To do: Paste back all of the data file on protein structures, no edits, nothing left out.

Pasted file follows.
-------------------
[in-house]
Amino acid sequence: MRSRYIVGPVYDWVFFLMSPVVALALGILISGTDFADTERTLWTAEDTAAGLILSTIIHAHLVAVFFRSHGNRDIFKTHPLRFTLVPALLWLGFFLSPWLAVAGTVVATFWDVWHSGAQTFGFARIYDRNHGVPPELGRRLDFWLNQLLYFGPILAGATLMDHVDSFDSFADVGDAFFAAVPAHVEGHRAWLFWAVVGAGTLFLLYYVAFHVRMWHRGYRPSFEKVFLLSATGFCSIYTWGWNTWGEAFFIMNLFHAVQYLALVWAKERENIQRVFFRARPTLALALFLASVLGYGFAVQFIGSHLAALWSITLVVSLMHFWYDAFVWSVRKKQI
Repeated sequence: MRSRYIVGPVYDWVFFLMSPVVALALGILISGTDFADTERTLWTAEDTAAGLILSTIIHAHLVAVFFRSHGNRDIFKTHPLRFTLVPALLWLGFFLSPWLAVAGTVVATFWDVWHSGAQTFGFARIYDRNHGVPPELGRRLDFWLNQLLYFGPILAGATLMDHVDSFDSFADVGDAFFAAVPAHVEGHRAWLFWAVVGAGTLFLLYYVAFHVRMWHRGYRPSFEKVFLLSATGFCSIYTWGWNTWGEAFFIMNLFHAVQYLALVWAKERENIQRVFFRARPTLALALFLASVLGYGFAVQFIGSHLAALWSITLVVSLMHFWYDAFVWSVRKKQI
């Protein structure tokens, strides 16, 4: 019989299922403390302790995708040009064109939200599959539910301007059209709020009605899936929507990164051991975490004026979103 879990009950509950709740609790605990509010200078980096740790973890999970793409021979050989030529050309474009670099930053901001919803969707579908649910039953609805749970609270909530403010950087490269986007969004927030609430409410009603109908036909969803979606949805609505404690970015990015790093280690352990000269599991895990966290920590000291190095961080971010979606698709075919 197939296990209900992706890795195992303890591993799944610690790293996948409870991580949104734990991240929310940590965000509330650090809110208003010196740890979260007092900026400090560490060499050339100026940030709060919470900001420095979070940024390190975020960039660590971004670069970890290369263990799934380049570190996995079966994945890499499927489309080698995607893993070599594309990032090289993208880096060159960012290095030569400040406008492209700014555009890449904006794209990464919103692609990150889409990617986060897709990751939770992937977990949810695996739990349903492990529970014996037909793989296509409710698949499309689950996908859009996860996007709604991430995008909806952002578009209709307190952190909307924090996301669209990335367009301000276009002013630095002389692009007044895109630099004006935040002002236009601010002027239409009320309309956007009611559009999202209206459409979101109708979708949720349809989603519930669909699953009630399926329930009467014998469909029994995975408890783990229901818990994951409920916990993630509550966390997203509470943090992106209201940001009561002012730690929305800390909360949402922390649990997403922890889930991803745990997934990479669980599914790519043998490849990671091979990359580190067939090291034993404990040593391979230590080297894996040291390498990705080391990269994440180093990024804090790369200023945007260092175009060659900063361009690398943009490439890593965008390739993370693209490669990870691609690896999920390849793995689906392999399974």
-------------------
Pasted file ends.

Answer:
[in-house]
Amino acid sequence: MRSRYIVGPVYDWVFFLMSPVVALALGILISGTDFADTERTLWTAEDTAAGLILSTIIHAHLVAVFFRSHGNRDIFKTHPLRFTLVPALLWLGFFLSPWLAVAGTVVATFWDVWHSGAQTFGFARIYDRNHGVPPELGRRLDFWLNQLLYFGPILAGATLMDHVDSFDSFADVGDAFFAAVPAHVEGHRAWLFWAVVGAGTLFLLYYVAFHVRMWHRGYRPSFEKVFLLSATGFCSIYTWGWNTWGEAFFIMNLFHAVQYLALVWAKERENIQRVFFRARPTLALALFLASVLGYGFAVQFIGSHLAALWSITLVVSLMHFWYDAFVWSVRKKQI
Repeated sequence: MRSRYIVGPVYDWVFFLMSPVVALALGILISGTDFADTERTLWTAEDTAAGLILSTIIHAHLVAVFFRSHGNRDIFKTHPLRFTLVPALLWLGFFLSPWLAVAGTVVATFWDVWHSGAQTFGFARIYDRNHGVPPELGRRLDFWLNQLLYFGPILAGATLMDHVDSFDSFADVGDAFFAAVPAHVEGHRAWLFWAVVGAGTLFLLYYVAFHVRMWHRGYRPSFEKVFLLSATGFCSIYTWGWNTWGEAFFIMNLFHAVQYLALVWAKERENIQRVFFRARPTLALALFLASVLGYGFAVQFIGSHLAALWSITLVVSLMHFWYDAFVWSVRKKQI
């Protein structure tokens, strides 16, 4: 019989299922403390302790995708040009064109939200599959539910301007059209709020009605899936929507990164051991975490004026979103 879990009950509950709740609790605990509010200078980096740790973890999970793409021979050989030529050309474009670099930053901001919803969707579908649910039953609805749970609270909530403010950087490269986007969004927030609430409410009603109908036909969803979606949805609505404690970015990015790093280690352990000269599991895990966290920590000291190095961080971010979606698709075919 197939296990209900992706890795195992303890591993799944610690790293996948409870991580949104734990991240929310940590965000509330650090809110208003010196740890979260007092900026400090560490060499050339100026940030709060919470900001420095979070940024390190975020960039660590971004670069970890290369263990799934380049570190996995079966994945890499499927489309080698995607893993070599594309990032090289993208880096060159960012290095030569400040406008492209700014555009890449904006794209990464919103692609990150889409990617986060897709990751939770992937977990949810695996739990349903492990529970014996037909793989296509409710698949499309689950996908859009996860996007709604991430995008909806952002578009209709307190952190909307924090996301669209990335367009301000276009002013630095002389692009007044895109630099004006935040002002236009601010002027239409009320309309956007009611559009999202209206459409979101109708979708949720349809989603519930669909699953009630399926329930009467014998469909029994995975408890783990229901818990994951409920916990993630509550966390997203509470943090992106209201940001009561002012730690929305800390909360949402922390649990997403922890889930991803745990997934990479669980599914790519043998490849990671091979990359580190067939090291034993404990040593391979230590080297894996040291390498990705080391990269994440180093990024804090790369200023945007260092175009060659900063361009690398943009490439890593965008390739993370693209490669990870691609690896999920390849793995689906392999399974």